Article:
ABC Studios’ senior vp creative development Patrick Moran suggests that the preponderance of hit shows on cable has pushed broadcast drama in a louder, arguably more ambitious direction. “In this spirit of how can we be competitive with cable, in particular, I think that there’s an expectation from the audience that shows need to be noisier and more innovative,” he says, adding that the challenge that comes with that is sustainability. As he sees it, the reason that networks have historically relied on the cop show, the medical show or the doctor show is because those franchises sustain themselves as series. “When you think about these left-of-center ideas, sustainability is always the very first question," he adds. "There were a few trailers that looked very interesting, but [what happens] week seven or year two were a little bit of a head scratcher.”
New Reality, New Models
The new reality of viewer curated schedules, cable’s summer high season and streaming-enabled binge viewing may have finally upended the rigid broadcast schedule. Network executives have for some time been paying lip service to the need for more original content on a year-round basis. But the declining value of repeats has forced them to put their money where their mouths have been. In fact, the entry that drew the most buzz at Fox, 24, won't even launch until May, once the traditional season is complete.
ABC’s Paul Lee, whose network will round out the season in fourth place, spoke of breaking up his more serialized series into uninterrupted batches, with limited series filling the gaps, and a plan to keep some of his most promising product as far away from the September glut as possible. To that end, CW will stick with an October launch for new series, enabling fewer repeats and a tighter schedule. And Fox, which must program around baseball in the fall, plans to stagger its premieres, with Gang Related likely being paired with 24 in May to give the network fresh content leading into the summer.
Even CBS is capitulating to the shorter episode order trend made popular in cable with Jerry Bruckheimer’s Hostages running 15 episodes in the fall. It’s a model that is attractive to A-list actors wary of committing to from 22 to 24 episodes. It’s why Kevin Bacon agreed to do The Following, and why Greg Kinnear will star in new Fox drama Rake. “To get that level of talent you have to be willing to program competitively and I think that’s why you’re seeing more openness,” notes Bajaria, whose studio has Jonathan Rhys Meyers and John Malkovich in limited series Dracula and Crossbones, respectively. Adds CBS TV Studios president David Stapf, whose Hostages will be replaced by Josh Holloway's Intelligence on Mondays at 10 p.m. come spring: “It’s obviously incumbent on all the networks to figure out how to do less repeats and more originals," he says. "The idea of time-period sharing does make sense, particularly if you have a strong serialized show.”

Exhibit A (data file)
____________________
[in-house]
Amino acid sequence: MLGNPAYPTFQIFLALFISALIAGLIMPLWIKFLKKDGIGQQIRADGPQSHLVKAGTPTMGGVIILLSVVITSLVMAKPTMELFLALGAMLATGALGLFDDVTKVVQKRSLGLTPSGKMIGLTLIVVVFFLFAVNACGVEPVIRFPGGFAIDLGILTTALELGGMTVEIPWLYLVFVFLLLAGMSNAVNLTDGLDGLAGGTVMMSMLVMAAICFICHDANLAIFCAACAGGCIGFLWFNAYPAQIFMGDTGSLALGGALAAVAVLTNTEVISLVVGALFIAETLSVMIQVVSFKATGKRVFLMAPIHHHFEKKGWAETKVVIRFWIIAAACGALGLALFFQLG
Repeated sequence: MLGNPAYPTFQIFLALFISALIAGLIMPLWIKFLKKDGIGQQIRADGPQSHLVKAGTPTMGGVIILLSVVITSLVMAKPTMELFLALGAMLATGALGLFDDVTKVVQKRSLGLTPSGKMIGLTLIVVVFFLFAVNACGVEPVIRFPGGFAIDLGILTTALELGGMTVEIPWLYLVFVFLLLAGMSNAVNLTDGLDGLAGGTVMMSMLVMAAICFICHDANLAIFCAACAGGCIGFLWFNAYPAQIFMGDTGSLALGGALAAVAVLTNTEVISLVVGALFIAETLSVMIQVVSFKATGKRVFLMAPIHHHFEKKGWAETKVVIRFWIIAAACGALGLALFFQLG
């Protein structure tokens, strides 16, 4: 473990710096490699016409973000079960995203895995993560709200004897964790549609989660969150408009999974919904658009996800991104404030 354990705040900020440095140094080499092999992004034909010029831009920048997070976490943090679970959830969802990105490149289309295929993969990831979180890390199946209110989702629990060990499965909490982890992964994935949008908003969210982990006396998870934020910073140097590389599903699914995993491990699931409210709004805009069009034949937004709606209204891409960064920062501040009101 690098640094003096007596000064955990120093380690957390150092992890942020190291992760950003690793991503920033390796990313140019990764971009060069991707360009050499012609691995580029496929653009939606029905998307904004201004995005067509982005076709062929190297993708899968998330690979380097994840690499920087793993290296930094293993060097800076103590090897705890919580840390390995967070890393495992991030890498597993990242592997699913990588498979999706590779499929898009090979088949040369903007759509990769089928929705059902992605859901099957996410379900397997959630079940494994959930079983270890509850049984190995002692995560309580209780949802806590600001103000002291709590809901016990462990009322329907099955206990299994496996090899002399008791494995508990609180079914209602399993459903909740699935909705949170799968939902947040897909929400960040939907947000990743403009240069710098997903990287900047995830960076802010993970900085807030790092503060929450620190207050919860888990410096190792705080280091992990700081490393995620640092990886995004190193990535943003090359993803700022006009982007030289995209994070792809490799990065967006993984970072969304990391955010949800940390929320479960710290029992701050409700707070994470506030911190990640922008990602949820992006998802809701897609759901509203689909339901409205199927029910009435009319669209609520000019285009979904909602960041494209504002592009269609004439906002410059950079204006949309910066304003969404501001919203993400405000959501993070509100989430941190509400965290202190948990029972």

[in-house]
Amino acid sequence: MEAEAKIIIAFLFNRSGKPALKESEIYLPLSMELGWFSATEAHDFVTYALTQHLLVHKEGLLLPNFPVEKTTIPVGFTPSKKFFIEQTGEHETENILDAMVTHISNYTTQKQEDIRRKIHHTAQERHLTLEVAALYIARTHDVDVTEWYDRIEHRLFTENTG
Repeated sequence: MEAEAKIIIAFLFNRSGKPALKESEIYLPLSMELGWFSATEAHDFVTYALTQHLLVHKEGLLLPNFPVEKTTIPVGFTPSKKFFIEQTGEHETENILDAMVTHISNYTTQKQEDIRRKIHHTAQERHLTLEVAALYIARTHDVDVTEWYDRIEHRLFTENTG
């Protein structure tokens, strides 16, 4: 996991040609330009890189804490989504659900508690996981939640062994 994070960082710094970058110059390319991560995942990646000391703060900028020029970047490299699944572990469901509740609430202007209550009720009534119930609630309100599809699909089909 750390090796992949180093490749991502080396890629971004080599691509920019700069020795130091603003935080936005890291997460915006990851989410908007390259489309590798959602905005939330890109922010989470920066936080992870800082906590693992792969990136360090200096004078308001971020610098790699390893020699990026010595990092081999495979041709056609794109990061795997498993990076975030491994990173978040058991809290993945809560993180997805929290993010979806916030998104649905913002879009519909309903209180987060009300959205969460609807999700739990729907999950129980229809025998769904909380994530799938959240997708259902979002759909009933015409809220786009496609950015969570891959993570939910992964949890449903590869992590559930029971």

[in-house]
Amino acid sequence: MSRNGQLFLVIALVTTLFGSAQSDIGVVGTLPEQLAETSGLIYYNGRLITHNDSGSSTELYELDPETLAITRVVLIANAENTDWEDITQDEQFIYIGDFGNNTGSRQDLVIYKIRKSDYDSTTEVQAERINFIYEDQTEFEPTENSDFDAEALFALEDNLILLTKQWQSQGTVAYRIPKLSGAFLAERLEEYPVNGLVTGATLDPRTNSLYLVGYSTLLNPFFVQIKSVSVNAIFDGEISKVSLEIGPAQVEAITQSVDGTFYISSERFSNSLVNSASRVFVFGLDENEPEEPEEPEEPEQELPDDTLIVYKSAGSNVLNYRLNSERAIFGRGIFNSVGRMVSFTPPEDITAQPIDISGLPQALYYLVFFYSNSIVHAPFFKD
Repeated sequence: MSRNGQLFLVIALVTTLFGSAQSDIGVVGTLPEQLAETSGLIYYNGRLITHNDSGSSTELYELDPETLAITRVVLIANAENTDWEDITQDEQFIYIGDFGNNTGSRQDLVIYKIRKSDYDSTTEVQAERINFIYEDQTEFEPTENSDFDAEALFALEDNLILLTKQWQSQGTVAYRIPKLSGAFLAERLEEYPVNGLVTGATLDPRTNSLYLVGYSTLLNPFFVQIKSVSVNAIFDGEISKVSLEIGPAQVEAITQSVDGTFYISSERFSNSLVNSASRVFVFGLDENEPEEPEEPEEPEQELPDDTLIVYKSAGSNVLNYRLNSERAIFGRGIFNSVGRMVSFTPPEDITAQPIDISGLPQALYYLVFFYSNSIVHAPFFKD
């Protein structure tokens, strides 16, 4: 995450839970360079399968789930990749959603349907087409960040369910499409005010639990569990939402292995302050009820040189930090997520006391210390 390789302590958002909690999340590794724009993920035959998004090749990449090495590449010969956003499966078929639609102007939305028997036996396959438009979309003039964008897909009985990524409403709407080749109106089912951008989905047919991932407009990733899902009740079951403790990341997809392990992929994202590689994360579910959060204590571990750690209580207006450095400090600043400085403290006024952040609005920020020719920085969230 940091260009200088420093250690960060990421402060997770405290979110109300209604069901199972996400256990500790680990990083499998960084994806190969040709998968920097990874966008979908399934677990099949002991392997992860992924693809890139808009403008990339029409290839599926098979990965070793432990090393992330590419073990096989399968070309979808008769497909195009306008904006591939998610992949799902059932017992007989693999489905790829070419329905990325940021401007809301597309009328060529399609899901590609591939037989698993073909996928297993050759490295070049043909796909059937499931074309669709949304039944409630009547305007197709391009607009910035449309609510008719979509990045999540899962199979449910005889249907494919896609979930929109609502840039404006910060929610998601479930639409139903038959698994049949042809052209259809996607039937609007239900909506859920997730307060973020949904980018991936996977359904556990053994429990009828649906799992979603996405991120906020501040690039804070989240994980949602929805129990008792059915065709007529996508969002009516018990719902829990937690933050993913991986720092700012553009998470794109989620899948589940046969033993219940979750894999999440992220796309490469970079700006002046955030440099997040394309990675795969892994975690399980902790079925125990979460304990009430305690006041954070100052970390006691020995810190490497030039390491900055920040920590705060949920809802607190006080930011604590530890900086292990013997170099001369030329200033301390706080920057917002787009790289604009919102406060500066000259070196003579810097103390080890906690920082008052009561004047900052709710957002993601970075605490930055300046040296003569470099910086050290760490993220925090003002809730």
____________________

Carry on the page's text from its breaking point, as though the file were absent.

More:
In years past, a handful of cable networks would elbow their way into broadcast week to extol the virtues of cable over broadcast. But as the landscape continues to shift with such series as The Walking Dead, Duck Dynasty and History miniseries The Bible out-rating broadcast rivals, the tone of the broadcasters' upfront message has shifted as well. Executives including Fox’s Kevin Reilly and CBS’ Leslie Moonves did not simply plug their networks -- they attempted to diminish the value of cable as well.
Reilly, whose once top-rated network plummeted 22 percent in primetime ratings this season, trotted out a series of broadcast-friendly stats, noting that of the 1,050 original series on television, only four of the top 50 are on cable. (He did not mention that that No. 1 is AMC’s Walking Dead.) Moonves, long broadcast’s biggest cheerleader, followed two days later with further talk of broadcast’s reach. “Broadcast [TV] is not an old medium being left behind by new ones,” he said from the Carnegie Hall stage. “Far from it. We’re at the center of it all … a media landscape that would be barren without us.”